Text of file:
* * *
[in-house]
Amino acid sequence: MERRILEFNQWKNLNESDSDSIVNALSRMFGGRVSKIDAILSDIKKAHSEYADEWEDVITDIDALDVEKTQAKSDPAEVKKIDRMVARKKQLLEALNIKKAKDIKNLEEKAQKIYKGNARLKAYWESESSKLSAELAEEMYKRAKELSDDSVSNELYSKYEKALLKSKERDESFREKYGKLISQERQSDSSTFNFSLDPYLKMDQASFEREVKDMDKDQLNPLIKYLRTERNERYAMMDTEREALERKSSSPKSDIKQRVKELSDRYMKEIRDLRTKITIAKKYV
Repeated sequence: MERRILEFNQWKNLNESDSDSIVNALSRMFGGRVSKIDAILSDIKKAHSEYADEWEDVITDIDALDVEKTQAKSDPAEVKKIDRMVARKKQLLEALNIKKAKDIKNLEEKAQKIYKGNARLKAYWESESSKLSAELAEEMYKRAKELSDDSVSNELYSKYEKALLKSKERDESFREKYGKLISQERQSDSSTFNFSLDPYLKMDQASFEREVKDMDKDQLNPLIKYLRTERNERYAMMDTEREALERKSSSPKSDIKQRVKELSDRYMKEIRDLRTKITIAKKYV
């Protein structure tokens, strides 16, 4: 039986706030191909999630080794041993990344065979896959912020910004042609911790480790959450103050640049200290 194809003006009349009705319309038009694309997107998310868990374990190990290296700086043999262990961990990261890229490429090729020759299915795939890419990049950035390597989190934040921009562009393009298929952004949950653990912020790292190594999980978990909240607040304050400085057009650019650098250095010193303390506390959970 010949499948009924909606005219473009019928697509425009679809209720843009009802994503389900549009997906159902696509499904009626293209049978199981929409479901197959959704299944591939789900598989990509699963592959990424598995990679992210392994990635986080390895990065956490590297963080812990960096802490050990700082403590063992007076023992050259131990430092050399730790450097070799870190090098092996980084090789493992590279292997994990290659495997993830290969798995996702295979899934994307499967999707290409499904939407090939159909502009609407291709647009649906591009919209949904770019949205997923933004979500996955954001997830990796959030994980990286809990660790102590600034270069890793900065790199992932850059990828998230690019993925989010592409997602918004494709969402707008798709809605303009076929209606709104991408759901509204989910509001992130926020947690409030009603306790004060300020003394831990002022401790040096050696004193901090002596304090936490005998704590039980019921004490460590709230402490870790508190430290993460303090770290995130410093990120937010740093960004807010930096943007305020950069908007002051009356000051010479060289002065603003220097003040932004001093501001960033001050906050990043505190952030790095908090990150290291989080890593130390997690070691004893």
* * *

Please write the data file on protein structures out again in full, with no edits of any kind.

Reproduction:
[in-house]
Amino acid sequence: MERRILEFNQWKNLNESDSDSIVNALSRMFGGRVSKIDAILSDIKKAHSEYADEWEDVITDIDALDVEKTQAKSDPAEVKKIDRMVARKKQLLEALNIKKAKDIKNLEEKAQKIYKGNARLKAYWESESSKLSAELAEEMYKRAKELSDDSVSNELYSKYEKALLKSKERDESFREKYGKLISQERQSDSSTFNFSLDPYLKMDQASFEREVKDMDKDQLNPLIKYLRTERNERYAMMDTEREALERKSSSPKSDIKQRVKELSDRYMKEIRDLRTKITIAKKYV
Repeated sequence: MERRILEFNQWKNLNESDSDSIVNALSRMFGGRVSKIDAILSDIKKAHSEYADEWEDVITDIDALDVEKTQAKSDPAEVKKIDRMVARKKQLLEALNIKKAKDIKNLEEKAQKIYKGNARLKAYWESESSKLSAELAEEMYKRAKELSDDSVSNELYSKYEKALLKSKERDESFREKYGKLISQERQSDSSTFNFSLDPYLKMDQASFEREVKDMDKDQLNPLIKYLRTERNERYAMMDTEREALERKSSSPKSDIKQRVKELSDRYMKEIRDLRTKITIAKKYV
């Protein structure tokens, strides 16, 4: 039986706030191909999630080794041993990344065979896959912020910004042609911790480790959450103050640049200290 194809003006009349009705319309038009694309997107998310868990374990190990290296700086043999262990961990990261890229490429090729020759299915795939890419990049950035390597989190934040921009562009393009298929952004949950653990912020790292190594999980978990909240607040304050400085057009650019650098250095010193303390506390959970 010949499948009924909606005219473009019928697509425009679809209720843009009802994503389900549009997906159902696509499904009626293209049978199981929409479901197959959704299944591939789900598989990509699963592959990424598995990679992210392994990635986080390895990065956490590297963080812990960096802490050990700082403590063992007076023992050259131990430092050399730790450097070799870190090098092996980084090789493992590279292997994990290659495997993830290969798995996702295979899934994307499967999707290409499904939407090939159909502009609407291709647009649906591009919209949904770019949205997923933004979500996955954001997830990796959030994980990286809990660790102590600034270069890793900065790199992932850059990828998230690019993925989010592409997602918004494709969402707008798709809605303009076929209606709104991408759901509204989910509001992130926020947690409030009603306790004060300020003394831990002022401790040096050696004193901090002596304090936490005998704590039980019921004490460590709230402490870790508190430290993460303090770290995130410093990120937010740093960004807010930096943007305020950069908007002051009356000051010479060289002065603003220097003040932004001093501001960033001050906050990043505190952030790095908090990150290291989080890593130390997690070691004893």